Myrtle Flowers

The myrtle flower blossoms from the myrtus genus, which is a member of the myrtaceae family. This genus consists of about two species that are native to areas of north Africa and southern Europe. The myrtle flower grows from a small tree or shrub which sprouts shiny, whole leaves. The flowers themselves are generally small and contain five sepals and petals, as well as several stamens. Although the flower heads are most commonly white, their fruit – which consists of a heavily-seeded blue black berry – can sometimes add a dash of extra color.

Although the myrtle flower and tree are known for their many uses – from spicing up a meat dish, to adding a bit of sweetness to perfume – they are best known for their place in mythology and magic. The two best known tales tell of Adonis and Aphrodite. Adonis’s story states that his mother, Myrrha – daughter of the king Theias of Assyria – tried to escape from the clutches of her tyrannical parentage, and so the goddess Aphrodite turned her into a myrtle tree. Theias, still quite angry with his daughter, shot an arrow into the trunk of the tree, which shattered the bark. From the newly made hole, Adonis sprang forth. The story of Aphrodite is connected with that of Adonis. Finding the infant, she fell in love with it; when he grew older, she became smitten with him. Knowing his origins, she named the myrtle tree as one of her sacred plants. The myrtle flower has several other, looser, connections with Greek myth. For instance, Erato – the muse of marriage and love – wore a crown of roses and myrtle, while Phaedra – an enchantress – became a minor goddess that was associated with myrtle, as well as barley, the moon and rain. In magic, these flowers are commonly used as a sign of respect to the goddess of love, Venus. They are also frequently made into love charms, and placed in love spells.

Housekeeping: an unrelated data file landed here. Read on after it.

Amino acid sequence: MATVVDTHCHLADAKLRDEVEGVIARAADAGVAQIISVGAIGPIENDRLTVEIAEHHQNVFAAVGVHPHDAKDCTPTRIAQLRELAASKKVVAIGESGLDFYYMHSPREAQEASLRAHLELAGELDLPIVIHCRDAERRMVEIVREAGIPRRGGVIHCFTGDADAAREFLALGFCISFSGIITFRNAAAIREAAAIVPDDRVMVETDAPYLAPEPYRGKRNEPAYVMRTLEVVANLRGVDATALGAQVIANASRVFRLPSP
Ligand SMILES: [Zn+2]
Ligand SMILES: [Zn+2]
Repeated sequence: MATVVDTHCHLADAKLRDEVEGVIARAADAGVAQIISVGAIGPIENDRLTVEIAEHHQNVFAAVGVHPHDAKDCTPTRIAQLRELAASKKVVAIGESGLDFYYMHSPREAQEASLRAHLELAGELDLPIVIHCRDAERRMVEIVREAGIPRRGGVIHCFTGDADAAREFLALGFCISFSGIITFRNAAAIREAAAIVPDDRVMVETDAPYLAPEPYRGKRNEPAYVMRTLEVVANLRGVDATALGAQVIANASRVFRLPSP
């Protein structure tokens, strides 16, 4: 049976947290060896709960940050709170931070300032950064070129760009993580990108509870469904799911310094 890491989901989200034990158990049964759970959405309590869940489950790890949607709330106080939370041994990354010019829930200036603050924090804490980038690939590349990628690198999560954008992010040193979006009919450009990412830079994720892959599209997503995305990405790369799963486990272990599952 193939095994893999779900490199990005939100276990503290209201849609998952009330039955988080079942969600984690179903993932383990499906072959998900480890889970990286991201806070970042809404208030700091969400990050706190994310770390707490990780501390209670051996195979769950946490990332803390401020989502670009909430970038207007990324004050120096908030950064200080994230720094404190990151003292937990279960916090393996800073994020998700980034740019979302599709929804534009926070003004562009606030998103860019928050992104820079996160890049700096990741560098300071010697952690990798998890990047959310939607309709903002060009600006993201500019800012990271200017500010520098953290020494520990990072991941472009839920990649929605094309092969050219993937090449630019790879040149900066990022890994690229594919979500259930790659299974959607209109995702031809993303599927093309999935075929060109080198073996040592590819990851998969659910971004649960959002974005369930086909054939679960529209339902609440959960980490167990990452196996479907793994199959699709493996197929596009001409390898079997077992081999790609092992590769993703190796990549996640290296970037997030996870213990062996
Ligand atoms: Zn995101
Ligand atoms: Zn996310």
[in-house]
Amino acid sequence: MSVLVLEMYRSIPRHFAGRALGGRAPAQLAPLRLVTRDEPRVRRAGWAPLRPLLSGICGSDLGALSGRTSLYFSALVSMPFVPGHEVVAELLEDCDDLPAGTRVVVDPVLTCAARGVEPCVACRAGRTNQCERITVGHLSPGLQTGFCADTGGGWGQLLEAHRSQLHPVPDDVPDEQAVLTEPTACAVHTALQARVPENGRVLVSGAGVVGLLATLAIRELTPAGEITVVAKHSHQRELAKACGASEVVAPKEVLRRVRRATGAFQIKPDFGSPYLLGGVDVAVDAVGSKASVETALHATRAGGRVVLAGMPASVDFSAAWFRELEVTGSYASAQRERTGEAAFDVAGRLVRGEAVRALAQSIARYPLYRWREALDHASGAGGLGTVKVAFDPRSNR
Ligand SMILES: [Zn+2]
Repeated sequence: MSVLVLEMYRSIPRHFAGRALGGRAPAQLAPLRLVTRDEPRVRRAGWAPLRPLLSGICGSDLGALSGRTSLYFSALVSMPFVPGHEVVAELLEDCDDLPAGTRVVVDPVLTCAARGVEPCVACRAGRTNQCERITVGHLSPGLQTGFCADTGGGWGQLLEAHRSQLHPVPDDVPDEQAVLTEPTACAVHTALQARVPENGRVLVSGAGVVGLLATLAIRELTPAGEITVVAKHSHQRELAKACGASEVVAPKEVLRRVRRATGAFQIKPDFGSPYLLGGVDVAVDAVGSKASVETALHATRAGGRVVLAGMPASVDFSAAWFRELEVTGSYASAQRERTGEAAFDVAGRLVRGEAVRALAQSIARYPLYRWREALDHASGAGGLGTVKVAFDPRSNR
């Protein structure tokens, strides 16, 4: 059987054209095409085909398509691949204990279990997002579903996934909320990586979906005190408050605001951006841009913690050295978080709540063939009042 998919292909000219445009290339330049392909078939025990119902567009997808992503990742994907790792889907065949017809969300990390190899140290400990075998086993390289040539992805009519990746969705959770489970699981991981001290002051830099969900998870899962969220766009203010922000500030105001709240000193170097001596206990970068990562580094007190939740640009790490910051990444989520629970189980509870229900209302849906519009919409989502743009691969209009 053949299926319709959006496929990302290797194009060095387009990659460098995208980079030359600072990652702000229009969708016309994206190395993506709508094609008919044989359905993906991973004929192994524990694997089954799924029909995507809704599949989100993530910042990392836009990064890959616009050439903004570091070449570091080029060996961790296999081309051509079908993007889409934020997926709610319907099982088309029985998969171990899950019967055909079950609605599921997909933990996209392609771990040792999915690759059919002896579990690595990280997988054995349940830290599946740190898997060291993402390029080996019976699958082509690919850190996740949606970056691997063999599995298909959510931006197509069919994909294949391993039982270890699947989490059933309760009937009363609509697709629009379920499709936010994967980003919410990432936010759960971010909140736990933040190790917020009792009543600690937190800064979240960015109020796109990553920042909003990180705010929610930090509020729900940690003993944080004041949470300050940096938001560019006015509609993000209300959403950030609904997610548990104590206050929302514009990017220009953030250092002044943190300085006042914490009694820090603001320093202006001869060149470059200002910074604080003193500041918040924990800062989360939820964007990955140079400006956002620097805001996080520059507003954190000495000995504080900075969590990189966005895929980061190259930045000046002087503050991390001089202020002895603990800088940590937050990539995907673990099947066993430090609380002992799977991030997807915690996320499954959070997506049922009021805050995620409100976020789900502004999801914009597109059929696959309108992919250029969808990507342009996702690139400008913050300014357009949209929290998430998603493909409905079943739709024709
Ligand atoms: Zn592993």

It is not uncommon to see the myrtle flower given as a gift during weddings – this is due to the fact that its main symbol is marital fidelity, as well as simple, uncomplicated love. Other people believe that these blossoms symbolize good luck in relationships, prosperity, and a long, happy life. It is not unusual for these flowers to be traded amongst friends to express the wish that the recipient receive all of the joys that life has to offer.

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